Chortophaga australior Rehn and Hebard: this species was found at only one site; it was rare there except on the more disturbed areas of a treeless, somewhat grassier, power-line right of way that ran through the site. Adults were collected on 21 July and 26 July. Site 4.
Eotettix pusillus Morse: this species was collected at only one site where it was rare. Only two individuals were seen/collected. Adults were collected 17 and 22 July. Site 3.
Eritettix simplex (Scudder): this species was collected at only one site where it could be considered rare. It was found in small isolated patches of grass, and when disturbed would leap and hide in leaf litter on the ground. Adults were collected on 15 May and 17 July. Site 3.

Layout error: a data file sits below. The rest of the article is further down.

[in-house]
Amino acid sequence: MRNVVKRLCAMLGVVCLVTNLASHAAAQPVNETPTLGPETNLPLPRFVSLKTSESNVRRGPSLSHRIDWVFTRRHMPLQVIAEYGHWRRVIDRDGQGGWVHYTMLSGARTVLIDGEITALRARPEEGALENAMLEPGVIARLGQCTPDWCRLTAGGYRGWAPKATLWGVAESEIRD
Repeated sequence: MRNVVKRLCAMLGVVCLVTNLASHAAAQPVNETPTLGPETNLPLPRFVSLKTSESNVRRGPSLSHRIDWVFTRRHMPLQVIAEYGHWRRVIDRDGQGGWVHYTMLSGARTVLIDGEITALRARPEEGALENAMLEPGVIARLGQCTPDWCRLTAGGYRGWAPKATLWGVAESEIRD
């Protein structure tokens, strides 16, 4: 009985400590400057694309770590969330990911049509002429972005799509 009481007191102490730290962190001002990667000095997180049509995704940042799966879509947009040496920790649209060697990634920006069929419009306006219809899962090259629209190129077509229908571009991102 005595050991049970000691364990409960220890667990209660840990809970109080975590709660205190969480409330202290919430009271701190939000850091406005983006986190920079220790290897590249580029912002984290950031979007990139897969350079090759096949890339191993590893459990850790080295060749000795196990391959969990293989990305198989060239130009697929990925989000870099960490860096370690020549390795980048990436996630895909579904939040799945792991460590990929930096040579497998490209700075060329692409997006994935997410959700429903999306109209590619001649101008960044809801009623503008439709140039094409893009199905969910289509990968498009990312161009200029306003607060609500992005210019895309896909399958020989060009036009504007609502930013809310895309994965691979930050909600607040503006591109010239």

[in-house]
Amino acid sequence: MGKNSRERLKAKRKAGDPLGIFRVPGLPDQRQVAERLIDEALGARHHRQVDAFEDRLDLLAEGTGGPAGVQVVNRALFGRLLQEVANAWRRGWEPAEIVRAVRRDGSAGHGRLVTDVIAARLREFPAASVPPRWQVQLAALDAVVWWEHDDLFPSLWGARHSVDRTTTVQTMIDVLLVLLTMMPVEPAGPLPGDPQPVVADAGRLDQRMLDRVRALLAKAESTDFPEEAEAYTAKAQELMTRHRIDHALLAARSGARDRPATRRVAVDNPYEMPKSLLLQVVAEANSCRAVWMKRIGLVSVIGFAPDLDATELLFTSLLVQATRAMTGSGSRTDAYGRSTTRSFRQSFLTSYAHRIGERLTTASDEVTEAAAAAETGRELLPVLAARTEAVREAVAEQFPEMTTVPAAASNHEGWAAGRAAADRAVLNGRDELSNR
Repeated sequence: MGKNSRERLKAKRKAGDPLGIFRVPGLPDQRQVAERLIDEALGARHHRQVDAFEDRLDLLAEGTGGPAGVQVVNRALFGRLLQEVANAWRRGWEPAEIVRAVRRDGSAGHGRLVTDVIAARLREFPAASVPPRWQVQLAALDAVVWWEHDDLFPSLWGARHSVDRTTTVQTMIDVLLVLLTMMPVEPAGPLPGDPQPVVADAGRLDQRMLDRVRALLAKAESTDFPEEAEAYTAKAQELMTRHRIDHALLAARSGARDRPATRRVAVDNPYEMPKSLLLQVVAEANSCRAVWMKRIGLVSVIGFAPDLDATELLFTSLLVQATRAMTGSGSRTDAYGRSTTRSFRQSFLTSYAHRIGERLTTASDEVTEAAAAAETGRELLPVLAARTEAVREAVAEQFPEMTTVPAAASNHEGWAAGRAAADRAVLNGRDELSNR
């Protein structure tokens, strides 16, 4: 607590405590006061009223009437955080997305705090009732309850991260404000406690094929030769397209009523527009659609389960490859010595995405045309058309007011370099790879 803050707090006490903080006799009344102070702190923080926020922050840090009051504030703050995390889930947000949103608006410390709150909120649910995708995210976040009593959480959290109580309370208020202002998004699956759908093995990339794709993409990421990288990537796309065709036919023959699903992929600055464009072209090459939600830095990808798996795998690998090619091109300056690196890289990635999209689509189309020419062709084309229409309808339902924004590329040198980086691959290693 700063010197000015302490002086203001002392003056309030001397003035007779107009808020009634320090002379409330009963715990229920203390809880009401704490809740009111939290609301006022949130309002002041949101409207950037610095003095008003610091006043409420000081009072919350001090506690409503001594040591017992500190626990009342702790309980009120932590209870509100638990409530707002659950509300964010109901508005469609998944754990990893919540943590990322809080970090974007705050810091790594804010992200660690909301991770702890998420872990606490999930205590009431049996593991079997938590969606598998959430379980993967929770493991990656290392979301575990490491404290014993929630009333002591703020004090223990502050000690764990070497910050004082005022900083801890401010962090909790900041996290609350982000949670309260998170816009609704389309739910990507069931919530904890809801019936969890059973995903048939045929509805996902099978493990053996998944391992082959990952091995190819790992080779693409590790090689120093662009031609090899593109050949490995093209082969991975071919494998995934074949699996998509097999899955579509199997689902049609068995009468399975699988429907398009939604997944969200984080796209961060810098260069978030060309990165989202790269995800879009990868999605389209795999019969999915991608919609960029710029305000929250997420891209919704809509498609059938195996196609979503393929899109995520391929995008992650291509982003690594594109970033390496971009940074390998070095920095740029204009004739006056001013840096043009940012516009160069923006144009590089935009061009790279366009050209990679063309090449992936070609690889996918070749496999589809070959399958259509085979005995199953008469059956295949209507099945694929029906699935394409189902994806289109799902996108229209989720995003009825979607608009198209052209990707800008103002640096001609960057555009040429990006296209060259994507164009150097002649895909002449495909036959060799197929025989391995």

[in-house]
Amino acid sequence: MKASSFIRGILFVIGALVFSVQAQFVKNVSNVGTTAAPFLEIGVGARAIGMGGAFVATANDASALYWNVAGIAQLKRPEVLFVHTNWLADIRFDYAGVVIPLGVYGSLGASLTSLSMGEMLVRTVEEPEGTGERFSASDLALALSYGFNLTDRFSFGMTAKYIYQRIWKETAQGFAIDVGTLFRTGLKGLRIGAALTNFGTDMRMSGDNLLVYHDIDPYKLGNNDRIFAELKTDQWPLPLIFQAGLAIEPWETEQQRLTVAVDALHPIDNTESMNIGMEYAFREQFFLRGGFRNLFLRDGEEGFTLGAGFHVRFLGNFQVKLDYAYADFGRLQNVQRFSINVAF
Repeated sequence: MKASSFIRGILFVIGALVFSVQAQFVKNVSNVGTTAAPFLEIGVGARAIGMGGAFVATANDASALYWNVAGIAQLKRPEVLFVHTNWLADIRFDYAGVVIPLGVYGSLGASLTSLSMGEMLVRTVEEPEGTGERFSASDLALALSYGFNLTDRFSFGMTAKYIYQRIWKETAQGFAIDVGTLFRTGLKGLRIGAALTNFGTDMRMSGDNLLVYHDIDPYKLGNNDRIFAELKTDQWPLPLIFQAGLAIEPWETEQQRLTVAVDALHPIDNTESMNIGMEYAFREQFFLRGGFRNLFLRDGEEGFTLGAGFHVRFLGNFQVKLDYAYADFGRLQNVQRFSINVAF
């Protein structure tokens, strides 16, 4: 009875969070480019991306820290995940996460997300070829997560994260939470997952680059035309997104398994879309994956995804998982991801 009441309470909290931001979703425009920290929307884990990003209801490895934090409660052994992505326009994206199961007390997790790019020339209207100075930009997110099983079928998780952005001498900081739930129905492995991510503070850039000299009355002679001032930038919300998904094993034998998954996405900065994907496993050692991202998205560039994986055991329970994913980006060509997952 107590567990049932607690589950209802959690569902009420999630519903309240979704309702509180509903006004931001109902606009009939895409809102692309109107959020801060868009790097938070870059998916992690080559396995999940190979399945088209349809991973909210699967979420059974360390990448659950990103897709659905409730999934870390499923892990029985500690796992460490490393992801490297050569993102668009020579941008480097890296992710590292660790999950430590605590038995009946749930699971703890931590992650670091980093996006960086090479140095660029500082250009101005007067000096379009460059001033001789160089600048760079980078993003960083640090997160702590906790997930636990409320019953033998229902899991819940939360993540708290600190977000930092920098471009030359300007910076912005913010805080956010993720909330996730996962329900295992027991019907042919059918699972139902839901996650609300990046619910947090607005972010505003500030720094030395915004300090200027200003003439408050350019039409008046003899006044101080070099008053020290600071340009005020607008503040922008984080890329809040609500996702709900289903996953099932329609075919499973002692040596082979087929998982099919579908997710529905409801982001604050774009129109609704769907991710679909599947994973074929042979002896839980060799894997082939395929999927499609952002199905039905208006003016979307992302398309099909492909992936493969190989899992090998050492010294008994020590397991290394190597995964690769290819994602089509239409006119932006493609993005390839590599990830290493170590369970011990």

Melanoplus angustipennis Dodge: this species was collected at two sites. At site 4 it was common along a treeless/somewhat grassier power-line right of way that ran through the site. At site 5 it was common in areas of taller grass. Adults were collected on 21 July, 26 July, and 5 October. Sites 4 and 5.
Melanoplus bispinosus Scudder: a single specimen of this species was collected along a treeless/somewhat grassier power-line right of way that ran through Site 4 on 21 July. See Discussion for more information. Site 4.
Melanoplus carnegiei Morse: this species was collected at two sites where it was common. Individuals were observed roosting on dwarf oaks (Quercus spp.) at night in the dunes. Adults were collected 5–9 October. See Discussion and Fig. 2 for more information. Sites 1 and 3.